Saturday, 28 April 2012

Lucien Freud at the National Portrait Gallery

Lucien Freud Portraits is showing at the National Portrait Gallery until 27 May, 2012. Last week we went along to see this incredible collection of his work spanning seven decades, beginning with his earliest portrait works. The exhibition is arranged chronologically, which is fascinating on many levels. Not only in that you can see how Freud's work develops and changes over time, but also how it doesn't!

The works remains raw and pure throughout, but the style changes from more simplified portraits (including a fabulous
pencil drawing of Francis Bacon) to full blown, all out coarsely oil painted bodies rippling with flesh. The vast Benefits Supervisor (Big Sue) paintings are mesmerising. Freud was initially fascinated by her size, and you can see why.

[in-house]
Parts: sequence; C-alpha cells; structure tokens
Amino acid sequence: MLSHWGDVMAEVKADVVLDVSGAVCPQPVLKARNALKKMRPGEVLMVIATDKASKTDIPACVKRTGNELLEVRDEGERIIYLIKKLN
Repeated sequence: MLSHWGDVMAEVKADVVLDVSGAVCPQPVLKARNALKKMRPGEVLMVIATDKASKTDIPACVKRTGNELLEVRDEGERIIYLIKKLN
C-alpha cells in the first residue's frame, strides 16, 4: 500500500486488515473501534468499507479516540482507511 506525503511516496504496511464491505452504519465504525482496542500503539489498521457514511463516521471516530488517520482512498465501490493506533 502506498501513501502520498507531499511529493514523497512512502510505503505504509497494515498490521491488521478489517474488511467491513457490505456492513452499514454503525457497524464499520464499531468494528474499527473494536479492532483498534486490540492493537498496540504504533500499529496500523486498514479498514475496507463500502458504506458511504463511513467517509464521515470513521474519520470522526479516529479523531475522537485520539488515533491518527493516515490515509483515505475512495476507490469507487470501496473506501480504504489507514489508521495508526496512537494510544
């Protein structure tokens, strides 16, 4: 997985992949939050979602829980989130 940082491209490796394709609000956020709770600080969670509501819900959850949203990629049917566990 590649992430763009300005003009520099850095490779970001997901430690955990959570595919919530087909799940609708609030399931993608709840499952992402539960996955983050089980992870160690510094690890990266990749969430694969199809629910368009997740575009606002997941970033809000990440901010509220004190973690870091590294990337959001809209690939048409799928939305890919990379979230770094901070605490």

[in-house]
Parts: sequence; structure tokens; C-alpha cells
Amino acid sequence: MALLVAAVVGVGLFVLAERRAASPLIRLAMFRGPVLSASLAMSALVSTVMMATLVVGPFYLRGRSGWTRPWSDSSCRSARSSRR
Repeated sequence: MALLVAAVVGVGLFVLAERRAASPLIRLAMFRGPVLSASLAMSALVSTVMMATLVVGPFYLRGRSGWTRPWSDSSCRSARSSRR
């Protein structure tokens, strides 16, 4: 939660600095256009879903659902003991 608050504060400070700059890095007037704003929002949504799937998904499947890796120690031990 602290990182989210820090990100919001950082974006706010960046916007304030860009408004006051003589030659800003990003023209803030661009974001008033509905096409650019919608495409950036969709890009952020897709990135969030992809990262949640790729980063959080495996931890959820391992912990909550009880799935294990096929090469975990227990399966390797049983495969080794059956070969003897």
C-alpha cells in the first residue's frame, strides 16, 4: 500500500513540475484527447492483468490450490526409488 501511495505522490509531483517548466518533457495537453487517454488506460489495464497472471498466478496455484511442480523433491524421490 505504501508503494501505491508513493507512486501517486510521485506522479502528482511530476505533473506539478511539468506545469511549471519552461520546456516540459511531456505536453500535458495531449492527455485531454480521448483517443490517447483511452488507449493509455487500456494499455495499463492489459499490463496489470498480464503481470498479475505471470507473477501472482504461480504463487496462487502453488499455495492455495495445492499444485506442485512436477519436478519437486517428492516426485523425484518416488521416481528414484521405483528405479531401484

Many of the portraits are of friends, family and colleagues. But there is also a wonderful photograph of Freud painting the Queen. The contrast between how this was painted and how his other works were approached is striking; many of Freud's sitters are naked, sprawling across shabby furniture in what seems squalid conditions. The Queen sits perfectly poised, with a tiara, on a red and gold chair, resting on a podium covered in rich red cloth, with her bag perched neatly by her feet. A world away from Freud's usual set ups!

Many people find Freud's portraits depressing. I found they truly reached the essence of the subjects. The many portraits of his mother, especially the one of her sleeping, arms above her head just like a baby, are really very moving. Ironically the one portrait of Bowery's wife, painted at the time of his death, is the one which shows most facial lightness.

Freud's depiction of dogs is exquisite. Whilst walking around, I received a text from my daughter standing in front of a painting of Pluto saying simply 'I want a whippet'.

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